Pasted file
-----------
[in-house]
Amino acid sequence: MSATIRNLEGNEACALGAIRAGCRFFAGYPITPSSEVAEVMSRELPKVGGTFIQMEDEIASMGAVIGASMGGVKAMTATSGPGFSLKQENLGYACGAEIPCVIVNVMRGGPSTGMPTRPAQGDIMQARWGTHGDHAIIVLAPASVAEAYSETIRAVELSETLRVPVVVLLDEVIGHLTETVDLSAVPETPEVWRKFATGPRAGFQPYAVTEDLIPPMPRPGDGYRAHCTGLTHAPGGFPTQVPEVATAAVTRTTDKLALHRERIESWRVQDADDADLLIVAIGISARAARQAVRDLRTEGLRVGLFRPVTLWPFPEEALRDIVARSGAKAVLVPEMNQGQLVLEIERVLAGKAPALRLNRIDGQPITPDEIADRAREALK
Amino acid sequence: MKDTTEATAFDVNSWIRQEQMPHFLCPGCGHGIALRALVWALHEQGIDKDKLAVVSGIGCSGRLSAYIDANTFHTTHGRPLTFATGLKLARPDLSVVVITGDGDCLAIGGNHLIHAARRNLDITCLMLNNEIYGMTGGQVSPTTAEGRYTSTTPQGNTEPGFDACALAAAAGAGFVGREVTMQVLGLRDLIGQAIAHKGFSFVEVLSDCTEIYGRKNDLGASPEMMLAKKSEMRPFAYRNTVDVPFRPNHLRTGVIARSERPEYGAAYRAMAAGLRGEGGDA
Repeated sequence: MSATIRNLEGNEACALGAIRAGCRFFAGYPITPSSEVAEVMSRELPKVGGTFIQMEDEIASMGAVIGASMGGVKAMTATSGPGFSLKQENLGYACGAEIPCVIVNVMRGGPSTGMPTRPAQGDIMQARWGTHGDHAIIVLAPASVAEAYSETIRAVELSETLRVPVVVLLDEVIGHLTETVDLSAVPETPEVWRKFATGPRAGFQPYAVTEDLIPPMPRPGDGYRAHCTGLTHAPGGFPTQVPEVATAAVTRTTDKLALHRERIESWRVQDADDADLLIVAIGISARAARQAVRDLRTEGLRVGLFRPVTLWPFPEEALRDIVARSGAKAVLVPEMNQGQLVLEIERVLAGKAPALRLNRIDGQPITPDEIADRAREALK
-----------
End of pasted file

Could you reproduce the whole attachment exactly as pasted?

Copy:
[in-house]
Amino acid sequence: MSATIRNLEGNEACALGAIRAGCRFFAGYPITPSSEVAEVMSRELPKVGGTFIQMEDEIASMGAVIGASMGGVKAMTATSGPGFSLKQENLGYACGAEIPCVIVNVMRGGPSTGMPTRPAQGDIMQARWGTHGDHAIIVLAPASVAEAYSETIRAVELSETLRVPVVVLLDEVIGHLTETVDLSAVPETPEVWRKFATGPRAGFQPYAVTEDLIPPMPRPGDGYRAHCTGLTHAPGGFPTQVPEVATAAVTRTTDKLALHRERIESWRVQDADDADLLIVAIGISARAARQAVRDLRTEGLRVGLFRPVTLWPFPEEALRDIVARSGAKAVLVPEMNQGQLVLEIERVLAGKAPALRLNRIDGQPITPDEIADRAREALK
Amino acid sequence: MKDTTEATAFDVNSWIRQEQMPHFLCPGCGHGIALRALVWALHEQGIDKDKLAVVSGIGCSGRLSAYIDANTFHTTHGRPLTFATGLKLARPDLSVVVITGDGDCLAIGGNHLIHAARRNLDITCLMLNNEIYGMTGGQVSPTTAEGRYTSTTPQGNTEPGFDACALAAAAGAGFVGREVTMQVLGLRDLIGQAIAHKGFSFVEVLSDCTEIYGRKNDLGASPEMMLAKKSEMRPFAYRNTVDVPFRPNHLRTGVIARSERPEYGAAYRAMAAGLRGEGGDA
Repeated sequence: MSATIRNLEGNEACALGAIRAGCRFFAGYPITPSSEVAEVMSRELPKVGGTFIQMEDEIASMGAVIGASMGGVKAMTATSGPGFSLKQENLGYACGAEIPCVIVNVMRGGPSTGMPTRPAQGDIMQARWGTHGDHAIIVLAPASVAEAYSETIRAVELSETLRVPVVVLLDEVIGHLTETVDLSAVPETPEVWRKFATGPRAGFQPYAVTEDLIPPMPRPGDGYRAHCTGLTHAPGGFPTQVPEVATAAVTRTTDKLALHRERIESWRVQDADDADLLIVAIGISARAARQAVRDLRTEGLRVGLFRPVTLWPFPEEALRDIVARSGAKAVLVPEMNQGQLVLEIERVLAGKAPALRLNRIDGQPITPDEIADRAREALK